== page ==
How Do Woodpeckers Peck So Fast? (Woodpecking Explained)

According to studies, a woodpecker can peck up to 20 times per second. Pretty interesting isn’t it? But the question is how do woodpeckers peck so fast?

Woodpeckers have well-developed neck muscles. These muscles provide extra power to enable the fast pecking speed of woodpeckers. While at the same time, their beaks and skulls are naturally designed to disperse the impact and prevent injuries.

Yes, that’s right! Apart from that, studies further show that woodpeckers can move their heads at the speed of 15 miles per hour. That’s a lot of speed and now you must be thinking how do woodpeckers peck so fast without injuring themselves.

In order to fully understand the principle behind pecking at such a faster speed, you will need to read this article to the end.

Don’t worry it will take you only 2 to 3 minutes of reading to learn everything from start to end. So without any further ado, let’s get started.

How do Woodpeckers Peck So Fast?

how do woodpeckers peck so fast

Let’s start with the basics. There are around 200 species of woodpeckers around the world. These birds can peck at a speed of 20 times per second without injuring themselves.

This is possible because their beak and skull have evolved to avoid impact and absorb shock instead of transferring them directly to the brain.

Woodpeckers have long tongues used for extracting insects from deep holes. Their tongue muscles are surprising twice the size of their head muscles.

The skull of woodpeckers has shock-absorbing spongy tissue which helps in dispersing impact force.

To understand this better, think of your skull as a jar full of water. Now imagine hitting the jar with the hammer violently. How do you expect the water to distribute inside the jar? Yes, it will be splashed everywhere including your face.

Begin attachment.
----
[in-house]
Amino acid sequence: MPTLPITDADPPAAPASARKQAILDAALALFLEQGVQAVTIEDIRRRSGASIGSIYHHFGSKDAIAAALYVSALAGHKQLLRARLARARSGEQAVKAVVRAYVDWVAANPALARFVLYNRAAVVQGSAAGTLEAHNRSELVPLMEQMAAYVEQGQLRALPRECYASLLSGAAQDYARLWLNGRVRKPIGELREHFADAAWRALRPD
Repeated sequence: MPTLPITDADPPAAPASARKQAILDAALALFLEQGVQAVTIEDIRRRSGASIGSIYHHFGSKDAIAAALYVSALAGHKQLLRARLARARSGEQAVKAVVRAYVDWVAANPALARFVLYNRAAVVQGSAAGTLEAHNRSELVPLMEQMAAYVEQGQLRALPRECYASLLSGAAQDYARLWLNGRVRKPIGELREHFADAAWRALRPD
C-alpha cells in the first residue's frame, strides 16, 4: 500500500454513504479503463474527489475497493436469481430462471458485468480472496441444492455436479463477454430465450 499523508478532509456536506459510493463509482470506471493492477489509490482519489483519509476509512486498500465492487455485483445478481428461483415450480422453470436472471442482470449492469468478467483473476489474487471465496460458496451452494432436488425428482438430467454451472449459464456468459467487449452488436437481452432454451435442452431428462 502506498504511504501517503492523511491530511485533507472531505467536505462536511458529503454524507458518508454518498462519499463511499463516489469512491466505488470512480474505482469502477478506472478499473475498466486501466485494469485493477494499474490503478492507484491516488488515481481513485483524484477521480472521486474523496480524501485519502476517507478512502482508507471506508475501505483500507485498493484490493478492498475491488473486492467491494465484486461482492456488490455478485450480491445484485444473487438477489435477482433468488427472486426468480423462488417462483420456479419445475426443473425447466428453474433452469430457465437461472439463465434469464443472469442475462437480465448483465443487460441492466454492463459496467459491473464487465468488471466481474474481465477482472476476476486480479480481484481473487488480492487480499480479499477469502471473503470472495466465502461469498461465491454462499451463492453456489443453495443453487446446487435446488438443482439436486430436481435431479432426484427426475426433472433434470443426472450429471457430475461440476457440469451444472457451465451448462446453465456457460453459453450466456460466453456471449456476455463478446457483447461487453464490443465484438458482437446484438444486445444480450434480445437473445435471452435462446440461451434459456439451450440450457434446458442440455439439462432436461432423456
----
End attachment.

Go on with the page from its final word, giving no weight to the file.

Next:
Now think of the same jar but with spongy tissue inside it instead of water. Can you predict how the impact force will be dissipated? Exactly, it will be dispersed safely throughout the whole jar without injuring your face in any way.

Let’s take this a step further and see how exactly the skull and the beak of woodpeckers are designed.

Woodpecker’s Skull Structure

Ornithologists believe that woodpeckers have a very well-developed skull structure. This advanced structure helps to absorb the impact generated through super high pecking speed.

Basically, the brain of a woodpecker fits snuggly inside the skull. There is no movement around which helps to prevent damages to the delicate organ. Apart from that, the skull bone has protective layers that help to disperse the vibrations.

When the woodpecker contracts certain muscles around the head, the skull expands. This enables it to absorb impact easily without injuring its brain.

A Sharp and Well Developed Beak

The skull alone isn’t enough to absorb the impact generated by pecking at a super high speed.

This is where the beak of woodpeckers comes into the picture.

Beaks play a major role in dissipating pressure and preventing injuries to the brain as well as other organs. The harder part of their beaks, called the D-spot, helps in directing vibrations away from the brain.

The beak has spongy tissue which absorbs vibrations and prevents the transmitting of a shock to the delicate organ.

Apart from that, woodpeckers have strong neck muscles which contract when they peck at a super high speed. These muscles help in reducing the force created by impact on their brain.

This makes it possible for them to peck at a fast rate without injuring themselves in any way.

Woodpecker’s Muscle Structure   

A crow in deep thoughts sitting on tree

As you can see there are many factors that contribute towards ensuring that woodpeckers don’t sustain injuries when they peck at high speed. The skull, beak, tongue muscles, and neck muscles of woodpeckers work together to absorb the impact generated.

If any of these factors fail to prevent damage, they will definitely injure the brain eventually resulting in death.

Ever wondered why some species of woodpecker have a unique L-shaped tongue while others don’t? Even though all species have a similar skull and muscle structures, why do they have different tongues?